Thursday, May 27, 2004

Hazelblackberry: the hyphenation

[Welcome to a regular feature here at crustaceans. Perth correspondent, Fightin' Hazelblackberry will post in with whatever floats her boat (down the Swan River. Did I mention she's in Perth?)]

Dear Nick,

Come and get it, come and get it
With Peter Russell-Clarke
Come and get it, come and get it
He's Australia's brightest spark
Come and get it, come and get it
Good food you'll love to eat
Come and get it, come and get it
And there's people you can meet

Cook a shark or make a damper
Feed your ego, pack a hamper
On the farm or out at sea
Learn a recipe or threeeee

Come and get it
With Peter - g'day
Russell - g'day
Claaaaaaaarke. (See ya later)

Where would Ian Parmenter be without the pioneering work of Peter Russell-Clarke? I saw Ian Parmenter a few weeks ago in Subiaco. In real life he is even more bon vivant than on TV. I was so anxious to keep an eye on him and hiss out of the corner of my mouth (and when I got home and checked out what I look like hissing out of the corner of my mouth while my eyes roll conspicuously in my head, I vowed I would never attempt such a covert operation again) at my lunch friend to turn around and notice Ian that I failed to notice that my lunch friend had turned a rather nasty colour and was quietly and most politely vomiting into her napkin. This wasn't due to the cuisine of the establishment at which we dined. She had a pre-existing queasiness.

And yet is there anything on the web - anything at all? - about Peter Russell-Clarke? The answer is a resounding yes. I did a search and came up with a few sites that mention him, but none (that I could find) that CELEBRATE the man. They all seemed intent on either selling books by him or taking the mickey.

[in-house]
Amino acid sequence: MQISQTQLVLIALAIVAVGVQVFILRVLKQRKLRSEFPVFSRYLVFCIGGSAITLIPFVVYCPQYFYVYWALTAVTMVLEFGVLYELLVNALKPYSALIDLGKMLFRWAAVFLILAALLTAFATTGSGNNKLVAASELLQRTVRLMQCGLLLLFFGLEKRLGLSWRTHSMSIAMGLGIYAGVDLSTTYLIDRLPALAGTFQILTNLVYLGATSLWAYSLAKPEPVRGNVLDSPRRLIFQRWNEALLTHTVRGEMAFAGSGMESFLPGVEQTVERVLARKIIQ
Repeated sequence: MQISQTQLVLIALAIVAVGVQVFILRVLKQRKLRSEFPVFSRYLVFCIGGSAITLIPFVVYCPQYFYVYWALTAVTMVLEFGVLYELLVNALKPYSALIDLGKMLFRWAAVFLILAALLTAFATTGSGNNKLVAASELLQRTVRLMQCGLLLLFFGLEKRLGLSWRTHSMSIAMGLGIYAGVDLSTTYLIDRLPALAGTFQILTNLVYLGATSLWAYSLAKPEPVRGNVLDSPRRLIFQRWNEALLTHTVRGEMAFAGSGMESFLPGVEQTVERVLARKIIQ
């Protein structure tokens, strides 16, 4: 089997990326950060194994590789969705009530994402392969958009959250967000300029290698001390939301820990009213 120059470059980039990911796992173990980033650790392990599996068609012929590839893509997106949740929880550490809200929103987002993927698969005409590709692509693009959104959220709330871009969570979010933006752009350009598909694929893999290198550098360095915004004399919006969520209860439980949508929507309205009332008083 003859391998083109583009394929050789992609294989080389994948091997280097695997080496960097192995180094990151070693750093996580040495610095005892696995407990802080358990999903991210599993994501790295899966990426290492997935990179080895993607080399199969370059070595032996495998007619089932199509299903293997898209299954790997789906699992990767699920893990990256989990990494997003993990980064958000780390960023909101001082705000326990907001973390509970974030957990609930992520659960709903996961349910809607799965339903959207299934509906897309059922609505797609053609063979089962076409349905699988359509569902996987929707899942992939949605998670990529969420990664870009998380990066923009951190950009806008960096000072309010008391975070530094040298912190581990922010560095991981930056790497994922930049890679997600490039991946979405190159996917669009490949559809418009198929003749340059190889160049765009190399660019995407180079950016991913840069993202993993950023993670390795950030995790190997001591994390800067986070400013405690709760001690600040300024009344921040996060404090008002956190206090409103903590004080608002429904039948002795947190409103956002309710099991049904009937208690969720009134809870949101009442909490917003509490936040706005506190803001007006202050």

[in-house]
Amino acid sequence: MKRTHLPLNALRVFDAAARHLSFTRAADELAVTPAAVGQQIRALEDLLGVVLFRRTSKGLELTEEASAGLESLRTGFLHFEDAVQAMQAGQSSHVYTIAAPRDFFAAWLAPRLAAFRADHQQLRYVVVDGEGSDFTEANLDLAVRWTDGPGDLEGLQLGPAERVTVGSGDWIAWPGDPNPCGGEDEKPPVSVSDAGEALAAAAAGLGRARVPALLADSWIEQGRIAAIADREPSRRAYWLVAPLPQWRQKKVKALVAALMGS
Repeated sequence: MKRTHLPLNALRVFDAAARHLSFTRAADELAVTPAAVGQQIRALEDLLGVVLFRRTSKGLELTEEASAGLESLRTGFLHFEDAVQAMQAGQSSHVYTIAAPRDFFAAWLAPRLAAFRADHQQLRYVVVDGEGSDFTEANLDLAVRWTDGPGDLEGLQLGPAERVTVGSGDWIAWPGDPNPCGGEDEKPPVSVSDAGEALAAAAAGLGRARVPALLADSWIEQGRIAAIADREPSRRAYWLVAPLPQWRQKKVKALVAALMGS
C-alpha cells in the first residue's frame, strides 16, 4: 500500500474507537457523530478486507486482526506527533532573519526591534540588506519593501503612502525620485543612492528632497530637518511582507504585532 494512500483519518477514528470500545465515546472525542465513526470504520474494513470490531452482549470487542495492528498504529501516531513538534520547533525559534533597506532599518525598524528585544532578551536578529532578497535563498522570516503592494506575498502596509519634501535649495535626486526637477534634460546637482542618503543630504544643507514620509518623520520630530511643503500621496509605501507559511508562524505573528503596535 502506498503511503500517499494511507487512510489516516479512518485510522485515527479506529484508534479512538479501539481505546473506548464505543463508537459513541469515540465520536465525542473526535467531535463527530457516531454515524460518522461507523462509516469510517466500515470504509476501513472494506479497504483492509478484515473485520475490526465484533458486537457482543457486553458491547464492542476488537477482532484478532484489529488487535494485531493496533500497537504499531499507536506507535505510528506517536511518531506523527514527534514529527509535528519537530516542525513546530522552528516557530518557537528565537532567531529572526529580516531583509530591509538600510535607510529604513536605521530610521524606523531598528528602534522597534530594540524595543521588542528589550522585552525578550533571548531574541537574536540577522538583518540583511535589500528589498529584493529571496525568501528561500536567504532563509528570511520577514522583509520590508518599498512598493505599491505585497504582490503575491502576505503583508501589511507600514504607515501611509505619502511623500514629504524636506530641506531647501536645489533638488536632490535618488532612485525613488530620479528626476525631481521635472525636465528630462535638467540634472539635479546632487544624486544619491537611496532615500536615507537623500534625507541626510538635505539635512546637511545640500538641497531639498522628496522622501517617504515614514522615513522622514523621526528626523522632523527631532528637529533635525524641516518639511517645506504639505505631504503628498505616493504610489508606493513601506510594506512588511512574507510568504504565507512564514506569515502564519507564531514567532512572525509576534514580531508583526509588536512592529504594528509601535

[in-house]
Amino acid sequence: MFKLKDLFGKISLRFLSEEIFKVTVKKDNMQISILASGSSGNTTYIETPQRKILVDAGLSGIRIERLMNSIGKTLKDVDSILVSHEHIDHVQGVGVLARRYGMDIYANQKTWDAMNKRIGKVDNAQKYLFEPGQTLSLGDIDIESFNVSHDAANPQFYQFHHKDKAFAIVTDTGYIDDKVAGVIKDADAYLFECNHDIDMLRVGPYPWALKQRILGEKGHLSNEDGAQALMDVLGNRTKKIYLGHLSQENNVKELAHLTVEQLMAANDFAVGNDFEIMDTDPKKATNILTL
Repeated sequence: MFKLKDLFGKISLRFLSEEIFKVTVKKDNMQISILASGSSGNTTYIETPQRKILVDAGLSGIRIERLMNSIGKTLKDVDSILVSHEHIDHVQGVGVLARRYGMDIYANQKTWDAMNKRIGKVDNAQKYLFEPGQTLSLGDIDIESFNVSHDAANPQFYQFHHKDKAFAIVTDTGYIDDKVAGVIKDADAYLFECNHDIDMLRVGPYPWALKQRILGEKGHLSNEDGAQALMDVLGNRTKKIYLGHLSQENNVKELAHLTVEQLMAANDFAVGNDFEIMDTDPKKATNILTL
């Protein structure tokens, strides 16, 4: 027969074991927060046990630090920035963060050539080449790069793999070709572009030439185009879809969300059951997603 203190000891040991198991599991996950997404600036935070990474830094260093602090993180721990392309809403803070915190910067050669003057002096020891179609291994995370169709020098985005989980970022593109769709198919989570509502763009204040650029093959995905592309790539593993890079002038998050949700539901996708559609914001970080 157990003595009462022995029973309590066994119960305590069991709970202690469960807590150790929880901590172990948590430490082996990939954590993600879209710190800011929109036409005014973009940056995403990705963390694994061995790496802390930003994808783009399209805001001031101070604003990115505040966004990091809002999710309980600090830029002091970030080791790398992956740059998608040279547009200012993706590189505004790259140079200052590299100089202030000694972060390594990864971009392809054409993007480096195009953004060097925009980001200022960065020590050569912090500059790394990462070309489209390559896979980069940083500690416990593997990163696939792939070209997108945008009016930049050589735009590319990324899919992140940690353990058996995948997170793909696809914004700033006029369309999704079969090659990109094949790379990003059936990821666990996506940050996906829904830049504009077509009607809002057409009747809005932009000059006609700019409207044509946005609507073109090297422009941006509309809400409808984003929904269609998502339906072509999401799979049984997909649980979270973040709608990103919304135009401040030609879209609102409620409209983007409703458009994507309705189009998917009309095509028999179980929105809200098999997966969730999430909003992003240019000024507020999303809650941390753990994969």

I mean, come on, "Where's the cheese?" I think the only person who comes close to having such a great line is the lovely Yorkshire gent on Gardening Australia who signs off each show with, "Well that's your bloomin' lot..." Anyway, with that beard and mumbling laugh, PR-C was like a weird cross between Kenny Everett and Simon Townshend - and thank goodness Townshend didn't have a cooking show because, let's face it, food and drooling dogs just do not mix.

I used to come home from playing with my friends or swimming down at the town pool, eyes red & foggy with chlorine, sucking the remnants of bacteria-ridden pool water out of the bottom of my plaits, to watch Come and Get It while Bloody Ern cooked dinner. I never made much of a connection then between what was being concocted on TV and the food that Bloody Ern placed on the table. Not that I am knocking BE's cooking. He could whip up a mean bit of fish, would patiently stir pancake mix in a little yellow jug, getting the lumps out with a fork, knocked up a hearty porridge on a slightly cooler Sunday evening, with lettuce leaves sprinkled with sugar for dessert. And no one could touch Ern for heating up those roast meals lovingly cooked and packed into individual servings by my grandmother, Don Mary; snap frozen and air expressed to wherever we were living at the time. But when it came to stews and other, shall we say, combination cooking, even BE has to admit, "some days a diamond, some days a stone". Many a miserable evening was spent as a prisoner of the dining room table, exhorted to eat every last morsel.

In case I've been a little harsh on Bloody Ern's cuisinart, let me just note this: no one, but no one, comes close to him for appreciating just how delicious a tepid can of caramel Rice Cream can be when all the power's gone off.

Until next time, Nick.


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